V3-03: Single Perineal Incision: A Novel Technique for Artificial Urinary Sphincter Placement

V3-03: Single Perineal Incision: A Novel Technique for Artificial Urinary Sphincter Placement


Introductions and Objectives
Quality of life outcomes related to the management of prostate cancer are significantly important for the patient and clinician. Artificial urinary sphincter (AUS) placement has been a mainstay in the management of post-prostatectomy stress urinary incontinence (SUI). Traditionally, the technique for bulbar urethral placement of the AUS device utilized two incisions: a perineal incision and an inguinal incision. In 2003, Wilson et al introduced a single incision technique through a transverse scrotal incision. However, studies have suggested that the transverse scrotal approach has inferior outcomes compared to perineal placement. We demonstrate the feasibility of a novel approach to AUS placement through a single perineal incision.

IRB approval and proper informed consent were obtained prior to the study and filming of the procedure. In 2014, cadaveric model was used to establish the feasibility of creating a dartos pouch from a perineal incision. This model demonstrated that the traditional sub-scarpal access to the sub-dartos space could be replicated from the perineal incision. From 6/24/14 and 8/18/14, five patients with documented severe SUI following radical prostatectomy were selected for AUS placement via a single perineal incision approach. Routine preoperative evaluation included 24-hour pad test, urodynamics, and office cystoscopy. Patients with previous inguinal hernia repair and those whose external inguinal rings were not accessible due to anatomic distance were not managed with this technique. The video demonstrates the method for creating the sub-dartos pouch from the perineal incision and access of the external ring for ectopic reservoir placement. Additional steps are taken to prevent migration of tubing into the perineum.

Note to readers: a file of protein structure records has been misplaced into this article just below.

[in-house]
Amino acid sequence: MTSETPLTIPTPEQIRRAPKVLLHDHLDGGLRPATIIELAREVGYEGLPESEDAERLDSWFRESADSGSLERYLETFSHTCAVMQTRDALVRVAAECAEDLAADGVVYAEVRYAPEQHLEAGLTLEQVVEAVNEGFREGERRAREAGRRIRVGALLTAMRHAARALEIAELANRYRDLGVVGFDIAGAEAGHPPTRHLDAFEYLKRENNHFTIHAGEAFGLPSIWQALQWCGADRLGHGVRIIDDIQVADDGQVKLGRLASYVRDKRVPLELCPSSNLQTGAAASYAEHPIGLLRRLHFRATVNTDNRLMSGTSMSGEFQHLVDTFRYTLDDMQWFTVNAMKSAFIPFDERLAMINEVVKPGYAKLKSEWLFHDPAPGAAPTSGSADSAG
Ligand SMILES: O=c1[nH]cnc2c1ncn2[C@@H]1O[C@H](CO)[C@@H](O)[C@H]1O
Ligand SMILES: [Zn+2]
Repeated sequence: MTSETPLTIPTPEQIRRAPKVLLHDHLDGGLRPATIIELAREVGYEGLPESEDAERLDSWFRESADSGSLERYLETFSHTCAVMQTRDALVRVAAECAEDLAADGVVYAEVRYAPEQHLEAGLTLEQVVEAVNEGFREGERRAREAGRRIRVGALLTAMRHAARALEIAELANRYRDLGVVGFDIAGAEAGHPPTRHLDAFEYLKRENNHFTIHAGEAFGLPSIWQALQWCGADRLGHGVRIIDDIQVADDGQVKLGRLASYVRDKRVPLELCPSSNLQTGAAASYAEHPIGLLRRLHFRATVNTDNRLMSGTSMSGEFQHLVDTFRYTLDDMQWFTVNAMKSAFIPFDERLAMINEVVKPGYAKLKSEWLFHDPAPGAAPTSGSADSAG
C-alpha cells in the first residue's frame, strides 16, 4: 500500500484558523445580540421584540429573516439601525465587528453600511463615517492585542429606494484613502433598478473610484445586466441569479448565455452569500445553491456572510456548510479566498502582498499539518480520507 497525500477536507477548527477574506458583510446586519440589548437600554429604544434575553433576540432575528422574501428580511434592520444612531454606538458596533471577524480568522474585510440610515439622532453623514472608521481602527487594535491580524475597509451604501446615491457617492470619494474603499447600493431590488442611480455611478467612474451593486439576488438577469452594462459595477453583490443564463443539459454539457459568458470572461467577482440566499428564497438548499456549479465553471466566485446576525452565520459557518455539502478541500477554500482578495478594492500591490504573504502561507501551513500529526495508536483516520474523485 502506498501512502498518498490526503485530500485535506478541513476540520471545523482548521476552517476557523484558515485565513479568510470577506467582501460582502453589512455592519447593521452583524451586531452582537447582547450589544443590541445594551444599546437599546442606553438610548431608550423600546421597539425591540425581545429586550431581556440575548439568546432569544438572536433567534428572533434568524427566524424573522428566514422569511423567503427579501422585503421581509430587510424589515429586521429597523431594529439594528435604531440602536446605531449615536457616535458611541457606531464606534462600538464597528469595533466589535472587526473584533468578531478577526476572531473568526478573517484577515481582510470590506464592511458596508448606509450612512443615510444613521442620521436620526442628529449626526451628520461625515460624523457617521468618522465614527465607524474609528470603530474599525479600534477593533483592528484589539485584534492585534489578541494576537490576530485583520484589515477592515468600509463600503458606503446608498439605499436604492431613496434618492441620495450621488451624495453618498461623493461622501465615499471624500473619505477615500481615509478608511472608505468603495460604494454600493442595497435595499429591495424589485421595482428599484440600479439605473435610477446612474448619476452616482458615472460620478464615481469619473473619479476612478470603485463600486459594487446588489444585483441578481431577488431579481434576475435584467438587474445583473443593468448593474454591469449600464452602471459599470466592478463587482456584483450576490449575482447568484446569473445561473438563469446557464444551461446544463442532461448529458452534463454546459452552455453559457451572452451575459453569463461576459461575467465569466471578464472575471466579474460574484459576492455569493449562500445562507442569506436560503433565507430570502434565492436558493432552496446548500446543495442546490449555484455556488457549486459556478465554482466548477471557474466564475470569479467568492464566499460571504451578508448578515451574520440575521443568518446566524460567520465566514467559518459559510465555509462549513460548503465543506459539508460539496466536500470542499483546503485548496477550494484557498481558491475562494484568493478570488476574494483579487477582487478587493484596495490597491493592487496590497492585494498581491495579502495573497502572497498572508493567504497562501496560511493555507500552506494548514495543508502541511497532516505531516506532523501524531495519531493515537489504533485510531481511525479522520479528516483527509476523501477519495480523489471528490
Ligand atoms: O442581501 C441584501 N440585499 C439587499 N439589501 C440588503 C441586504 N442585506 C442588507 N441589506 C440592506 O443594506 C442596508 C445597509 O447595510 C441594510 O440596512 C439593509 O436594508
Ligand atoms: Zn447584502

We successfully performed the single perineal incision technique in five patients. The pump was in standard dependent position with the deactivation button directed laterally in all cases. There were no perioperative or postoperative complications and all were discharged home on postoperative day one. All patients have been activated, utilizing their devices without difficulty and are satisfied with the position of the pump.

This study demonstrates the feasibility of a single perineal incision for AUS placement in the properly selected patient. Utilization of a single perineal incision for AUS placement is safe and effective. Longer follow-up will be necessary to confirm no pump related mechanical problems specifically related to this technique.

Funding: AMS Unrestricted Education Grant